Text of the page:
How Much Time Does Homeschooling Take?

When I first began to research homeschooling, one of the things I wanted to know more than anything else was how much of a time commitment I would have to make. I found it very difficult to get an answer to this question. Now that we’re beginning our fourth year of home schooling, I understand why.

The truth is that how much time it takes to home school is different for every family. It’s likely different for every family each school year, maybe even each season. Because I know that others may find this post while doing the same search I did three years ago, the short answer you’re probably seeking is that it takes me about two hours per day, four days per week to home school two children. I spend several hours over many days lesson planning for a semester and about an hour per week getting ready for the coming week. That includes typing out a spreadsheet of the lesson plans and needed materials, printing/gathering materials and reading over/preparing to teach the material.

If you’re interested, I’ll outline how long it takes us to home school each day. Remember, though, that this is for now and that it will change. Sometimes it’s more, sometimes it’s less.

Currently I am home schooling two children, ages 8 and 10. They are working at 3rd and 5th grade levels. We “do school” four days per week. We cover reading, writing (which includes language arts, handwriting, creative writing, research writing, etc), math, social studies, history, science, music, art, health, and psychology.

Mondays are for Art, reading and math operations. This year they will be taking a clay hand-building class for home schoolers for 1.5 hours on Monday mornings. After lunch they will do one problem for each of the four basic math operations. Ds10 will read silently for a 1/2 hour and ds7 will read a book to me and go over his Dolch words. Monday’s schooling time is about 30 minutes for me, up to 45 minutes for each child.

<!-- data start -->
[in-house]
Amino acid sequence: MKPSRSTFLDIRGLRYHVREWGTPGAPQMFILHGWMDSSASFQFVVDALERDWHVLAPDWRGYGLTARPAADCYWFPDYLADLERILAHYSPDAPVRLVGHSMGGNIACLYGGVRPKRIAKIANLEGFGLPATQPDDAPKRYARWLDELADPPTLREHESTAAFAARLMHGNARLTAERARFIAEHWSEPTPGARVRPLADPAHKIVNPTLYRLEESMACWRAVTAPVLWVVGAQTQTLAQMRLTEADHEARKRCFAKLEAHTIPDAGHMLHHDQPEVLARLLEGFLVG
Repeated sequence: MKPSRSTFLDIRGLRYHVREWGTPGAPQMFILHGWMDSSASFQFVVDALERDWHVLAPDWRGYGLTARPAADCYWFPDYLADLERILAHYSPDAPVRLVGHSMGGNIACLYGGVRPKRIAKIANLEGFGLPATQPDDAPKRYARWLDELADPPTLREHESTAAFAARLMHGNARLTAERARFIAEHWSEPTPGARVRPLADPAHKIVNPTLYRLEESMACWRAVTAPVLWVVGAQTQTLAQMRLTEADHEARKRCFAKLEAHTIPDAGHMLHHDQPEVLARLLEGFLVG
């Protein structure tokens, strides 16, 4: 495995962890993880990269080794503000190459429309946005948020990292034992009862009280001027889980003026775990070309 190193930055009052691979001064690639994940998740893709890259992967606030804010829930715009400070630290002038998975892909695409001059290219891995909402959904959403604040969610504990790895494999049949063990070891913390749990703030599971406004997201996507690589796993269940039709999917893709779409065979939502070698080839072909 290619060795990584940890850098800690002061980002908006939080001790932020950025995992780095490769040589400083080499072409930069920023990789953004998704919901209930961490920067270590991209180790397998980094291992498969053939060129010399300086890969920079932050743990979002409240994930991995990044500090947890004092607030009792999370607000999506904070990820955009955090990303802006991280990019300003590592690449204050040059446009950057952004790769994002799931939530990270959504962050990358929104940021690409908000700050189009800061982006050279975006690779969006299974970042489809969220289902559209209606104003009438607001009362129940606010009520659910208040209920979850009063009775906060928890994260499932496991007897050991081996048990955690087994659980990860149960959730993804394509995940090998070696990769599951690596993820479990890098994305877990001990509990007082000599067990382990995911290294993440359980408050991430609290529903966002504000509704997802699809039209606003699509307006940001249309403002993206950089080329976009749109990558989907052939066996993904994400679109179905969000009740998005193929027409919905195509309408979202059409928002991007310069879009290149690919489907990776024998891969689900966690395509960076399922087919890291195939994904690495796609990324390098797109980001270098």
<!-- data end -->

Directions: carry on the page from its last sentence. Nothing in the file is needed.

Tuesdays are for math (other than basic operations of which each child does one problem daily), reading, writing, history and science. I begin around 9am with ds7 reading to me while ds10 reads silently. By 10am ds7 will have completed reading, writing, math and piano. At 10:00 I do piano with Ds10 while ds7 takes a short break. We meet at the table at 10:15 for history together. After history, Ds10 and I work on math and writing. We’re usually done by 11:00.

In the afternoon my husband works with them on their science lessons, taking between 15-30 minutes per child. Sometimes the lessons are simply teaching, sometimes they are longer worksheets, experiments, etc.

Thursdays look like Tuesday except that we do social studies instead of writing/language arts. Friday looks just like Tuesday.

We do health and psychology a couple of times per month.

I eventually plan to use a pre-made curriculum and/or online curriculum that my children will be responsible for completing themselves with little teaching or input from me. I won’t do that until they are around 14-15 years old as my purpose for that is to prepare them for college and more independent learning with more expectations from instructors. (We don’t do tests or grades but, despite my philosophical preferences, it is my obligation to prepare them for college where they will be tested and graded.)

Home schooling only requires a big time commitment if you have a large family or if you must prepare a child for grades and testing. Our focus is not rote memorization of facts, but instead the love and enjoyment of learning new things in science, history, social studies, music and art and becoming proficient in reading and math. Using a curriculum or not doesn’t seem to make much of a difference time-wise. The time spent planning my own curriculum would simply be replaced by re-working a boxed curriculum to make it work for us. There is lots of planning time involved, regardless. Still, day-to-day, in less time than it would take to ready my children for school, drive them back and forth from school, and help them with homework I’m able to home school them.

This post was originally featured on Allison’s blog, Our Small Hours.